WHENEVER you book a flat or a plot, one of the first things that you are told is that if you cancel the booking, you will lose a certain percentage of the money deposited. Now that condition may hold good if you just changed your mind and cancelled the contract. Of course, even here, the amount to be deducted as penalty has to be reasonable and the conditions pertaining to cancellation, fair. Or else, it can be challenged, but that is an issue that I will not go into now.
On the other hand, there could be situations where the builder does not fulfil his part of the contract (or keep to the promises made). For example, he may not hand over the flat within the stipulated time, or the quality or even the location of the flat may not be what was promised. In such situations, suppose the consumer decides to cancel the contract and asks for a refund, the builder cannot point to the terms of the contract and say that he is not bound to pay back the entire amount.
Well, in a recent order, the highest court in the country has drawn this clear distinction and held that a builder cannot refuse to pay interest on the refund, if such a refund is being sought on account of deficient service rendered by the builder, or on account of an unfair trade practise perpetrated by him. This principle is applicable not only to real estate developers in the private and the public sector, but also to house building cooperative societies.
In this case, K.Velayudhan had become a member of the South Western Railway House Building Cooperative Society and paid a deposit of Rs 2.4 lakh towards a plot. However, when the society did not develop the layout and allot the plot within the promised time, Velayudhan decided to opt out. He, therefore, asked the society to refund the money paid by him, along with interest calculated for the period the money was lying with the society.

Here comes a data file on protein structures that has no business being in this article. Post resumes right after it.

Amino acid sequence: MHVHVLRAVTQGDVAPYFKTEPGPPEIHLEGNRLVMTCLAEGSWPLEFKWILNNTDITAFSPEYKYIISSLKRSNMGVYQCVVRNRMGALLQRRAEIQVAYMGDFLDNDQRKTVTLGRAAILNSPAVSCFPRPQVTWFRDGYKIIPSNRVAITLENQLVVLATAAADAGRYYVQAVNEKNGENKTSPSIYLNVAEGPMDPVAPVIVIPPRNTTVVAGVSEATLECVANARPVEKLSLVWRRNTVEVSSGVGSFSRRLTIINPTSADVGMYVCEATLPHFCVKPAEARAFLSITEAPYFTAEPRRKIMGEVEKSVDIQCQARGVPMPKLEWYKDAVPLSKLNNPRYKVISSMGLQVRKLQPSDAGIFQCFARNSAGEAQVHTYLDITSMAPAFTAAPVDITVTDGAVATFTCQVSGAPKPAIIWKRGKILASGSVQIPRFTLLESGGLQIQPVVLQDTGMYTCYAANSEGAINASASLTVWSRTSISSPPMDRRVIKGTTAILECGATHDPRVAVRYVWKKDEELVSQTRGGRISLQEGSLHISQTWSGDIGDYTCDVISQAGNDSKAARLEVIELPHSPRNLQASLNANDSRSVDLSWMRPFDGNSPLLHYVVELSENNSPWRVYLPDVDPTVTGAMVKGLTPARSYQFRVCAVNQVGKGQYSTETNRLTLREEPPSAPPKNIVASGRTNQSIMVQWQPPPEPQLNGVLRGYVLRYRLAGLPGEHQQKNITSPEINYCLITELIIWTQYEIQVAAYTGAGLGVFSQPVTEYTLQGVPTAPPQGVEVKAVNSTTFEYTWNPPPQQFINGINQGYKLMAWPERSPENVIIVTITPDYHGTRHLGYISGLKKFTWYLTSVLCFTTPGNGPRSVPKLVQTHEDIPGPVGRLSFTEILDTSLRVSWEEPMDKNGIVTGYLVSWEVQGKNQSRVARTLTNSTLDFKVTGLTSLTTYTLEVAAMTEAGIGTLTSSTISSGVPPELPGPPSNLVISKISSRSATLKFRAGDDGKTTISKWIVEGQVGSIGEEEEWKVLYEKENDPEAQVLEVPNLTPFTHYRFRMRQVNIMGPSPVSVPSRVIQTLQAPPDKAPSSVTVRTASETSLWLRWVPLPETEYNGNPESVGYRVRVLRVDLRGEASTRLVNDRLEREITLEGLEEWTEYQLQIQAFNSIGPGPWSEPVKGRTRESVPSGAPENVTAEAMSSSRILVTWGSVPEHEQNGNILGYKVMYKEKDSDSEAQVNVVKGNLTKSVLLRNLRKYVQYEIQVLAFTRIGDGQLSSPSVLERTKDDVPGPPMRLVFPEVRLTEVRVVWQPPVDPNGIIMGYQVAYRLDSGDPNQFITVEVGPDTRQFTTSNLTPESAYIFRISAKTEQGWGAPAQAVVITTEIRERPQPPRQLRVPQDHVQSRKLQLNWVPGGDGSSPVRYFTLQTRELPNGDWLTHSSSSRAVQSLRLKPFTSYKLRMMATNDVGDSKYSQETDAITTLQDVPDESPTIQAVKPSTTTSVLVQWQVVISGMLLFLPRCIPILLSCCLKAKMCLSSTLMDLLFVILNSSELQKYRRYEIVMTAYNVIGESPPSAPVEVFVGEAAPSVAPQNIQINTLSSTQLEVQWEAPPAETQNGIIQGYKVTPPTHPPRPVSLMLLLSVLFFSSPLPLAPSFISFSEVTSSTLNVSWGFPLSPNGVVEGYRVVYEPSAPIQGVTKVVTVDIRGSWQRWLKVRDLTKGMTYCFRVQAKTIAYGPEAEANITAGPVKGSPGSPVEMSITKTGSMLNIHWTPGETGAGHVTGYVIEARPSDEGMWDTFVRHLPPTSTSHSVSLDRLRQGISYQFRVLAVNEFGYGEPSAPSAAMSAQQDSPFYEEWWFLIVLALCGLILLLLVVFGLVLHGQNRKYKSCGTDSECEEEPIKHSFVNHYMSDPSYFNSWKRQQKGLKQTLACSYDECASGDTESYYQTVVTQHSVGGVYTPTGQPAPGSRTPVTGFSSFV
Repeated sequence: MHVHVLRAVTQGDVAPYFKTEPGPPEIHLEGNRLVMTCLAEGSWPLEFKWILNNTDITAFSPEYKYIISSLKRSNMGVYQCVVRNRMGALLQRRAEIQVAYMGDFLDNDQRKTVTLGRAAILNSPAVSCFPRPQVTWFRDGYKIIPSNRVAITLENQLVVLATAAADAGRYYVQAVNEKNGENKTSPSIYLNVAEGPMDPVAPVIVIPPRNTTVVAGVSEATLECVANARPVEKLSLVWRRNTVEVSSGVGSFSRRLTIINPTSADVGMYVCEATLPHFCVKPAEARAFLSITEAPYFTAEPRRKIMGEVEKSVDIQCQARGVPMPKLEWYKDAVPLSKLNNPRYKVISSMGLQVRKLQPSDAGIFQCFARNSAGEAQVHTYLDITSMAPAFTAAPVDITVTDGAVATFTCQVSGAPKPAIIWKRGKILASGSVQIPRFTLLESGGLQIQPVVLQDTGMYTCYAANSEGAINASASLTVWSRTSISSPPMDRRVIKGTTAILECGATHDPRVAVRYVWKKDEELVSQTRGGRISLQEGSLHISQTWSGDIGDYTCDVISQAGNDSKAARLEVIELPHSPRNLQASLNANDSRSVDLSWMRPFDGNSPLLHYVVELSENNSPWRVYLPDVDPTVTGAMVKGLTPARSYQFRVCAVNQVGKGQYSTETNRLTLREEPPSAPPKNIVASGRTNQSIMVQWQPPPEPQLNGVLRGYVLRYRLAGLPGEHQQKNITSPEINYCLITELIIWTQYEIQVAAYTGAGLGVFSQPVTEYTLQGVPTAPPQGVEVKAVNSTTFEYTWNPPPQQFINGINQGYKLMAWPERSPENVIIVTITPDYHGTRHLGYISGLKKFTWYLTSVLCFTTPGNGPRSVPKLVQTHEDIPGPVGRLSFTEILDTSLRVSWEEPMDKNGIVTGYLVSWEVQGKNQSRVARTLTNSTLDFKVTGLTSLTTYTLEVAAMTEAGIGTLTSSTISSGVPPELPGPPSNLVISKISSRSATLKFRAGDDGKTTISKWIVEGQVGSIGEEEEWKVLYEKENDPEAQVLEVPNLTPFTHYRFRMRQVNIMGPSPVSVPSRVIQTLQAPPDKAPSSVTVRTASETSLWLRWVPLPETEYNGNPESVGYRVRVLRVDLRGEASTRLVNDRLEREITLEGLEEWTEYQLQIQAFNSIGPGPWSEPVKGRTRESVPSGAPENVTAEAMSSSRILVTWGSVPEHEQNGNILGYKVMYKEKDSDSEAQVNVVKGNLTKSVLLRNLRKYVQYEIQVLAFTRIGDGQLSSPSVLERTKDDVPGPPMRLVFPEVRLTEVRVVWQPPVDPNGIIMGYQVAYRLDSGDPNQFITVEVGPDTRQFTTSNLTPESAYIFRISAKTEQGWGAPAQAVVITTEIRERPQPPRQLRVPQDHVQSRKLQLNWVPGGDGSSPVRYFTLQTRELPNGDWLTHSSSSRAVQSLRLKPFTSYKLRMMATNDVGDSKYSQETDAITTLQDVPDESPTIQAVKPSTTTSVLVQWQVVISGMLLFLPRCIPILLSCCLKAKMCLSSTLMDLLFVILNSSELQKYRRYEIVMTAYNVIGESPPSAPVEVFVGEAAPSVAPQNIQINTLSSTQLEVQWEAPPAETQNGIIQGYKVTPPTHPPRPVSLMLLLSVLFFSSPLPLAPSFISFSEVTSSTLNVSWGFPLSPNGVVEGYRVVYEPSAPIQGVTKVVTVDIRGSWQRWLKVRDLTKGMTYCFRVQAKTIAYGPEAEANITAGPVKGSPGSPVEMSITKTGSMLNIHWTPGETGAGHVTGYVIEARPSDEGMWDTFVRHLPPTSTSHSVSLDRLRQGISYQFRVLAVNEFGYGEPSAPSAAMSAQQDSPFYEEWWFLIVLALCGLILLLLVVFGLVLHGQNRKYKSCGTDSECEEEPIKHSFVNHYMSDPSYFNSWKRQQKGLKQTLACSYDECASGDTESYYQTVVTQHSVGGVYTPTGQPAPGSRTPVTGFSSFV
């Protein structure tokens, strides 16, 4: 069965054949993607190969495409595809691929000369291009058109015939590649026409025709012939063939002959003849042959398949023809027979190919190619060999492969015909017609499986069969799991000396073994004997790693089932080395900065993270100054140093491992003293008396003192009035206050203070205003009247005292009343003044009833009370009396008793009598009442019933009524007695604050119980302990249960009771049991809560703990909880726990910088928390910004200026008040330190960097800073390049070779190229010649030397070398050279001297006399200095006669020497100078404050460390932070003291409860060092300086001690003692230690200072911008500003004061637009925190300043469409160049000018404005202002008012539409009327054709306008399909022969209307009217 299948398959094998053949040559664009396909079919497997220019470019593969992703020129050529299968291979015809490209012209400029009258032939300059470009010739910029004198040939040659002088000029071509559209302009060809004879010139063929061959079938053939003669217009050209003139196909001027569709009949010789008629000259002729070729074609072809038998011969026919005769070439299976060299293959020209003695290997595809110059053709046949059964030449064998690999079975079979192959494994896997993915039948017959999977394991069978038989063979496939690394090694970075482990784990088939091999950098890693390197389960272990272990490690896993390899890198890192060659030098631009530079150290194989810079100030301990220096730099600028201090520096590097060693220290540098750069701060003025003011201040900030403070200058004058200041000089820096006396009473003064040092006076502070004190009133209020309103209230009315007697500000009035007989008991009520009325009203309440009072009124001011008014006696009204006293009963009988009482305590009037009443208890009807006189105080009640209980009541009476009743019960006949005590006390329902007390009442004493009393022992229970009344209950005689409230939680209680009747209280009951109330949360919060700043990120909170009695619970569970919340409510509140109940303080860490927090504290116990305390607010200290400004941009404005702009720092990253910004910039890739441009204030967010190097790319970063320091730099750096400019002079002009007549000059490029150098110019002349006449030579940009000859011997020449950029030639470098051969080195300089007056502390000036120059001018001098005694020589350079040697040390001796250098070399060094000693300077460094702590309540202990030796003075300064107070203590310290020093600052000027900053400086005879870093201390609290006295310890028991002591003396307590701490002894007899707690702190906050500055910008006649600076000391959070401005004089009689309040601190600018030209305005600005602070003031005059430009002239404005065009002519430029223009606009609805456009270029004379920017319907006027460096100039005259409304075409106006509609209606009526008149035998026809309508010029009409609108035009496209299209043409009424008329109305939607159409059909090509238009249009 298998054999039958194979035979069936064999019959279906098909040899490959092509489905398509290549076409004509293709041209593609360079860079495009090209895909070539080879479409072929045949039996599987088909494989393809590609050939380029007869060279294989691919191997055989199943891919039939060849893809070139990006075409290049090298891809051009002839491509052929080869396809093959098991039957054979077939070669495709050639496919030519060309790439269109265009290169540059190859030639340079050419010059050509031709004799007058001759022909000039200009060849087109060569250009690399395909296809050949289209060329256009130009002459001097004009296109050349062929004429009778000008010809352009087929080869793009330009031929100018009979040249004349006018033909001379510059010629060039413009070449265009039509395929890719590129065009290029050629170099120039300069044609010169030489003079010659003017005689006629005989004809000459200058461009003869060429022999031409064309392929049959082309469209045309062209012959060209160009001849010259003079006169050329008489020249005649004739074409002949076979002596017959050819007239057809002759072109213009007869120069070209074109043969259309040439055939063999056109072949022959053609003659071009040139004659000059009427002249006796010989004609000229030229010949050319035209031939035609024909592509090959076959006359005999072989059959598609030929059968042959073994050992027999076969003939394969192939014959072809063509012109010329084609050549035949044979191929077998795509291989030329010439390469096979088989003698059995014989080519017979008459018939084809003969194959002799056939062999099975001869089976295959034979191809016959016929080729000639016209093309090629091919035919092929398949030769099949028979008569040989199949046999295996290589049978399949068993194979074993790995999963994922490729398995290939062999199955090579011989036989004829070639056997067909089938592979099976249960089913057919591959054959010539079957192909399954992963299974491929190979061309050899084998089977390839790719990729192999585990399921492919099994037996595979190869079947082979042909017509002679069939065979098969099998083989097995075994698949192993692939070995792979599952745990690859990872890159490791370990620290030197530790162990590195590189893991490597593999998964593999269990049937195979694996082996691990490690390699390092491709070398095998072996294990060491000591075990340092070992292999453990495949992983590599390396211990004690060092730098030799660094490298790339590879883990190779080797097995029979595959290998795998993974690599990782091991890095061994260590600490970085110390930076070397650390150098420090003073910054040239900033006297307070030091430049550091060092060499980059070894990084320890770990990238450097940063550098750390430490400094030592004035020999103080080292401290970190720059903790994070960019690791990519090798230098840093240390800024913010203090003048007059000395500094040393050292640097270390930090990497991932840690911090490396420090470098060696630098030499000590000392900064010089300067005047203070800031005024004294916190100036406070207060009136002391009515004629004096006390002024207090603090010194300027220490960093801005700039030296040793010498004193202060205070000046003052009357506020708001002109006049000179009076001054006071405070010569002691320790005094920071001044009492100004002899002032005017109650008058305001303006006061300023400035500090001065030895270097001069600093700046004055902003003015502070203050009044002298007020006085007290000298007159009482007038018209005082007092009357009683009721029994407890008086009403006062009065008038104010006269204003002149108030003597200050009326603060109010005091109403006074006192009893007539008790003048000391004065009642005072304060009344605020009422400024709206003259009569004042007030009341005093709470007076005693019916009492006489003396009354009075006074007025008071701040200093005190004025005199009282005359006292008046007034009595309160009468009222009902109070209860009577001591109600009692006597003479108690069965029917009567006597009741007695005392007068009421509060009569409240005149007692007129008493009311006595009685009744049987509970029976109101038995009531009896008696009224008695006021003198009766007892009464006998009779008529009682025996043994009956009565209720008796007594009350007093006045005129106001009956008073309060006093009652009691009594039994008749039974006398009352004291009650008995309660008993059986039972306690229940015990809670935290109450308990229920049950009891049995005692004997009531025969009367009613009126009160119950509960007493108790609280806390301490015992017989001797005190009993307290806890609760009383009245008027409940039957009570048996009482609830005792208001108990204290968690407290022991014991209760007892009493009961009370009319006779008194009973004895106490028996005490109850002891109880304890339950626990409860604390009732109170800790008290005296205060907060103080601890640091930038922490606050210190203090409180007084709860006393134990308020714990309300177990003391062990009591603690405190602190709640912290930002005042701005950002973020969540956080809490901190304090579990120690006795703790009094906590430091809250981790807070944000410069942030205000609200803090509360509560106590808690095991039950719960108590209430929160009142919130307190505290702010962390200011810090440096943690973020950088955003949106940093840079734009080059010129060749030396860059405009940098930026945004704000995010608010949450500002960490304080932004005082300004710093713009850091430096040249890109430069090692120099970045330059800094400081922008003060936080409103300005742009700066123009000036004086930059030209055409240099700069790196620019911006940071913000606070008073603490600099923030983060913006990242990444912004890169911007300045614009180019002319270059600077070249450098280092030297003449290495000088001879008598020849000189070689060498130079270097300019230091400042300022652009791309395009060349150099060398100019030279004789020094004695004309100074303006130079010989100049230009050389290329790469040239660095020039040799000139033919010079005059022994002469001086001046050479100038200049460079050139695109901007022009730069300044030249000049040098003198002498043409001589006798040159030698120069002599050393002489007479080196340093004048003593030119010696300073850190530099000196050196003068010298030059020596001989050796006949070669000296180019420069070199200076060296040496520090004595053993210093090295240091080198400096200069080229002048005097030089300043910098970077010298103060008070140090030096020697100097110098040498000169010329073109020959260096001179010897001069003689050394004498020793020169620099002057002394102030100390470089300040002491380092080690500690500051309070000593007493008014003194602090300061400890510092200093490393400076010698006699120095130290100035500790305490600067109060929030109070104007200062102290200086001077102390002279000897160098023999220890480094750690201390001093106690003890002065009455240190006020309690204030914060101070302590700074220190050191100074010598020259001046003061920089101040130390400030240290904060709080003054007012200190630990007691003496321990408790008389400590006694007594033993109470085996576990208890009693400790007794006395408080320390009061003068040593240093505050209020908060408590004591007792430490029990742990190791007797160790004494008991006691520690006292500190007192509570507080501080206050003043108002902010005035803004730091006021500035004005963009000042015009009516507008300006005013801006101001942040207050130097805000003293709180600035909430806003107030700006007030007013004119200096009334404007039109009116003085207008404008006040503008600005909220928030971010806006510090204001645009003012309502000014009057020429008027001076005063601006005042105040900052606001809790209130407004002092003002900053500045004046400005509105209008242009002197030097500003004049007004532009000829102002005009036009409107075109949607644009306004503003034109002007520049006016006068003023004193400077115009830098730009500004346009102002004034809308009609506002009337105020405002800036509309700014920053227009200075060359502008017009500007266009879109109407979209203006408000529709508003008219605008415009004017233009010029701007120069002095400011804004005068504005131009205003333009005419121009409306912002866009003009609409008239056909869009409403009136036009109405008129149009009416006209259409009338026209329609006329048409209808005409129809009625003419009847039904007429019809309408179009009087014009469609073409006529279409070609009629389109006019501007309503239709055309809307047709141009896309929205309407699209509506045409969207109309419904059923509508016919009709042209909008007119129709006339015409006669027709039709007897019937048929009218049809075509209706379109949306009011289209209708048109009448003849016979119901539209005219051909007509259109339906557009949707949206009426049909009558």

The society refunded the amount, but refused to pay any interest on it on the ground that there was no such agreement with the members of the society. Besides, it was an organisation that worked on the principle of ‘no-profit, no loss’ and, therefore, there was no provision for payment of interest on advance deposits made by members.
Rejecting these contentions and upholding the verdict of the lower courts awarding an interest of 10 per cent on the advance deposit paid by the complainant, the national consumer disputes redressal commission pointed out that this was not a case of the consumer changing his mind about the plot and asking for a refund.
The demand for a refund had arisen out of the deficiency in the service provided by the society in that it had failed to develop the land, carve out the layouts and allot the plots as promised. So in such a situation, the complainant was entitled to payment of interest on the amount deposited by him, the commission said (The secretary, South Western Railway House Building Cooperative Society vs K.Velayudhan, RP No 454 of 2011, decided on 24-2-2011).
This order of the apex court should help many people placed in similar situations. Of course, in its landmark judgment in the case of the Lucknow Development Authority vs MK Gupta (CA No 6237 of 1990 decided on 5-11-1993), the Supreme Court had made it clear: "When possession of property is not delivered within the stipulated period, the delay so caused is denial of service." A consumer who is a victim of such delay is entitled to compensation.
Subsequently, in several
cases, the national consumer disputes redressal commission also
clarified that a builder who does not stick to his side of the
contract, cannot demand that the consumer to abide by it. Now the
latest order strengthens further, the rights of people in such